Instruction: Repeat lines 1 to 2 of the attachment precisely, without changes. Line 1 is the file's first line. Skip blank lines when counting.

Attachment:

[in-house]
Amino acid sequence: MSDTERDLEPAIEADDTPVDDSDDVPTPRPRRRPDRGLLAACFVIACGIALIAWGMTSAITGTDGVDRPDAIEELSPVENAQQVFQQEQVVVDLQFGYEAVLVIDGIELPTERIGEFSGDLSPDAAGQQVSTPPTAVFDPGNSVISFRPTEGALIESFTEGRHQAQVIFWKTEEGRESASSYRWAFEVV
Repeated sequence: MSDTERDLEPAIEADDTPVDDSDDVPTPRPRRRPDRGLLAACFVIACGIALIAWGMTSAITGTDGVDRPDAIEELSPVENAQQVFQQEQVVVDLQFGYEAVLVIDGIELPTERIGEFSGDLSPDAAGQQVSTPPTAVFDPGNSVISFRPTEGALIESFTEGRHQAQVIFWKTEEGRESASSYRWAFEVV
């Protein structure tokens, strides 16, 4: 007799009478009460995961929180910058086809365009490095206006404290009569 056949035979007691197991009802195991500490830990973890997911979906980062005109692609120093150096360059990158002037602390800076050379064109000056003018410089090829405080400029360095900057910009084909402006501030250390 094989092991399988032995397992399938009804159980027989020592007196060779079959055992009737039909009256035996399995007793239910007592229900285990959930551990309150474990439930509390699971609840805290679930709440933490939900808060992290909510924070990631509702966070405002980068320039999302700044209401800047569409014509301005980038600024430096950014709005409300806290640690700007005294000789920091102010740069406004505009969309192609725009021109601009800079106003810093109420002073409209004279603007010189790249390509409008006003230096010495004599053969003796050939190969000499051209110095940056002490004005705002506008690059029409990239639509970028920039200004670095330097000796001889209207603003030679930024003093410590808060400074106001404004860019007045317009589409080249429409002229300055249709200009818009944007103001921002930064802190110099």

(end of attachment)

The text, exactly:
[in-house]
Amino acid sequence: MSDTERDLEPAIEADDTPVDDSDDVPTPRPRRRPDRGLLAACFVIACGIALIAWGMTSAITGTDGVDRPDAIEELSPVENAQQVFQQEQVVVDLQFGYEAVLVIDGIELPTERIGEFSGDLSPDAAGQQVSTPPTAVFDPGNSVISFRPTEGALIESFTEGRHQAQVIFWKTEEGRESASSYRWAFEVV